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Light Microscopic Immunocytochemistry Protocol For Tissue Culture
Most of these procedures have been developed by Dr. David M. Sherry of the University of Houston and graciously supplied to Signature Immunologics. We at Signature Immunologics have modified them specifically to address use of our IgGs in detecting amino acids. These protocols are similar to HPI protocols, but some details heve been changed to meet the requirements of working with isolated cells in polystyrene dishes. The Sherry laboratory uses modified 30 mm polystyrene dishes. A circle is drilled out of the bottom of the dish and a glass coverslip is attached to the bottom with Sylgard® (Dow-Corning), creating a well. The well requires 50 Ál of reagent to cover it completely, thus minimizing the amount of IgG used.

As basic vehicle, use a PBS formulation osmotically proper for cultured cells, as they lack structural support from other cells or an embedding matrix. Care must be taken to ensure that liquid exchanges do not wash the cells off the dish. This can occur at any point in the procedure from fixation to coverslipping. Gentle fluid transfer is sufficient for washes. Composition of the fixation buffer can also impact adhesion if it strongly buffers divalent cations. Do not allow the well to dry out at any time as this can raise backgrounds to unacceptable levels. Triton X-100 (0.1%) is added to the primary antiserum diluent to enhance antibody penetration. While it may not be necessary for all IgGs, it tends to provide a very constant level of performance across preparations and certainly does not attenuate signals.

Immunofluorescence is the preferred detection method for cultured cells; it is much less prone to artifactual labeling than enzyme-linked techniques and is more quantitative. Enzyme-linked methods can be very sensitive but have very narrow dynamic ranges, with poor differentiation of amino acid levels in different cell types. Amino acid detection for molecules such as glutamate, aspartate, glutamine, glycine, etc. are not all-or-none procedures as cells will contain varied levels that may discriminate functional cell types. The most quantitative method is silver-enhancement, but this requires additional steps (see Resources ).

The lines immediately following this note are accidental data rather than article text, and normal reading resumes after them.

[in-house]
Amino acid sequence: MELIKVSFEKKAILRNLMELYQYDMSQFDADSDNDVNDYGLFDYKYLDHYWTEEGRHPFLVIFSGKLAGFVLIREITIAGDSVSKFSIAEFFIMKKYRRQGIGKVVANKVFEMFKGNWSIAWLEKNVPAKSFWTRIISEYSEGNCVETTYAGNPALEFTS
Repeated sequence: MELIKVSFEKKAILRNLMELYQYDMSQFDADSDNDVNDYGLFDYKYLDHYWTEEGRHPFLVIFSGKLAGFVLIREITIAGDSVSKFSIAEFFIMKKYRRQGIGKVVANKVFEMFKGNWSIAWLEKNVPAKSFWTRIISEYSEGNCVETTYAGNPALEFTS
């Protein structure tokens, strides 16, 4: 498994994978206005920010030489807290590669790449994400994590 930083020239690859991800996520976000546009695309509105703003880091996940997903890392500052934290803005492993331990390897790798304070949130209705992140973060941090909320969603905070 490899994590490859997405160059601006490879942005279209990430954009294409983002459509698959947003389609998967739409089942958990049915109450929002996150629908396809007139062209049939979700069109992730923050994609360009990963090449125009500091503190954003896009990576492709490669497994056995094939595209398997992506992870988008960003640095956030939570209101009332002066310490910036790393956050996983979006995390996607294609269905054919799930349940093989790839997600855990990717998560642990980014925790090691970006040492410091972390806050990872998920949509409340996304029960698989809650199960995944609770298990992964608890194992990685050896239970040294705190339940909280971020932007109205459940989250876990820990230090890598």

Culture dishes labeled with fluorophores can be coverslipped in an anti-fade DABCOtm, IMMUMOUNTtm mountant and stored under conditions optimal for various fluorophores (FITC< 0°C, TRITC 4°C). Background signals may be slightly higher with in vitro experiments compared to post-embedding sections: Agents that may normally bind antisera non-specifically may be eliminated by embedding and etching procedures; coverglasses in culture systems coated with adhesion agents may increase background; and, with in vitro labeling, the specimen is 5-10 um thick compared to 500 nm less for most postembedding sections. The Sherry laboratory prefers FITC visualization because of the long-term stability of FITC under low temperature storage. We at Signature Immunologics have developed a preference for Cy3tm (Pharmacia-Amersham) for quantitative imaging because it fluoresces at wavelengths better matched to CCD cameras, has a lower rate of photobleaching and high quantum efficiency.